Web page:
RA: I've worked with American Idol for five years. I prepared the final 10 for the tour. I think it's a really, really good program, both American Idol and The Voice, and actually all of the singing programs, because it's really bringing this industry to the forefront. People who really want to sing are now really looking into singing — and singing well.

Photo Courtesy of Ron Anderson

JL: Is there any singer or celebrity you haven't worked with that you'd like to?

RA: Yes, and I was supposed to work with her; Adele. But they ended up cancelling the tour in San Francisco before I got a chance to work with her. 

JL: What makes you drawn to her?

RA: I just think she's got a great voice. I think she's a very, very good singer. And very creative.

JL: You help actors with no vocal experience prepare for singing roles in movies. Was there any actor you worked with that truly surprised you with their talent?

RA: Yeah, there were two really — Tom Cruise and Chadwick Boseman. Tom Cruise I did Rock of Ages with. It was a seven month process, every day. I would go in the morning to get his voice placed, and then I'd come back and teach during the middle of the day. Then again in the afternoon, I'd go back to Tom's house and work with him for another three or four hours. So it was about seven hours a day with him. And with Chadwick, he had also never sung before — neither Tom nor Chadwick had ever sung before. I did the [upcoming James Brown biopic Get on Up] with him.

Photo Courtesy of Pipe Perez

JL: When it comes to making a career out of singing, what is more important? Having raw talent or having proper training and technique?

RA: Actually, both. The raw talent will grab the audience quickly, but if you don't have the technique, the voice will never last. It's a very rough industry and there's no forgiveness — you cancel [a performance] and you really have a problem.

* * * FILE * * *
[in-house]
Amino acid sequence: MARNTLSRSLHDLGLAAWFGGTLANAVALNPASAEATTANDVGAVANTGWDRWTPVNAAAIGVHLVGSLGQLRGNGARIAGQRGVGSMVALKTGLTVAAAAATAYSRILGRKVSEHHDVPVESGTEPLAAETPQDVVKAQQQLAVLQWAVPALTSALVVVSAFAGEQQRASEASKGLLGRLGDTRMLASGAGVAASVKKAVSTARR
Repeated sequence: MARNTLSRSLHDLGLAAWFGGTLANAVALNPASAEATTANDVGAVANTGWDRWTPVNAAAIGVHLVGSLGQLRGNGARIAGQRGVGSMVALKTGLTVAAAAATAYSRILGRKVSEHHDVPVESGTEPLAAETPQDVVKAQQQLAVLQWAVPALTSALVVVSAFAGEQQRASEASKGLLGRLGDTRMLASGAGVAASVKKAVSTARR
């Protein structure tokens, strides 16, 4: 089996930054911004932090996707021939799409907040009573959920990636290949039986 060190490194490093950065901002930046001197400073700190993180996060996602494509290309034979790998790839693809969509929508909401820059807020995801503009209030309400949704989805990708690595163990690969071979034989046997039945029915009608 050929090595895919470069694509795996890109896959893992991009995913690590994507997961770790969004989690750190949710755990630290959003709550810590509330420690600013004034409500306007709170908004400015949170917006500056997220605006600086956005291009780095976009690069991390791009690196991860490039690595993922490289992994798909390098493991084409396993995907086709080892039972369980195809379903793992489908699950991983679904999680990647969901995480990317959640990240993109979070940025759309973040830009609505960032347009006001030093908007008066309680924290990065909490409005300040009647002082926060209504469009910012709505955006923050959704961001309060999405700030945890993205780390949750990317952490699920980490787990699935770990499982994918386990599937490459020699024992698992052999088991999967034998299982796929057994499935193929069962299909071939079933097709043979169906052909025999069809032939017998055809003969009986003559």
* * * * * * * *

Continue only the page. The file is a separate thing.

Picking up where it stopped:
JL: How has technology helped (or hindered) your job?

RA: I think what's happened is that we now have Pro Tools, we now have Auto Tune. When I started out, we had two-inch tape and we had to splice everything. What has happened is that now singing does not have to be as accurate or as good as it should be, because everybody knows they can rely on Pro Tools and tuning. So I think it has hindered singing a great deal.

Photo Courtesy of Ron Anderson

JL: Can you talk about your app VoixTek and how it can help people's singing?

RA: The app is very versatile. It's an app that places the voice and places the registrations where they need to go. It helps warm the voice, so if you're auditioning for anything, you can do it before the audition. It's convenient, because it's portable and what happens is it gets everything in place once you've gone all the way through the 10 exercises.

JL: Who do you think is the next big up-and-coming singer?

I think it's going to be Matt Sanders, who is also one of my students. He's from Avenged Sevenfold and he's the next Chris Cornell.

JL: What do you see in him?

He has an amazing voice; it's just incredible. I mean, he had his voice damaged and we fixed the damage and that took about seven months. And now, the voice is just climbing like there's no tomorrow — it's unbelievable what he can do with his voice now.

Check out Ron's official site for exclusive peaks at the many singers he's helped, from Jared Leto and Alicia Keys to Maroon 5 and Paramore!

Photo Courtesy of Ron AndersonPhoto Courtesy of Pipe Perez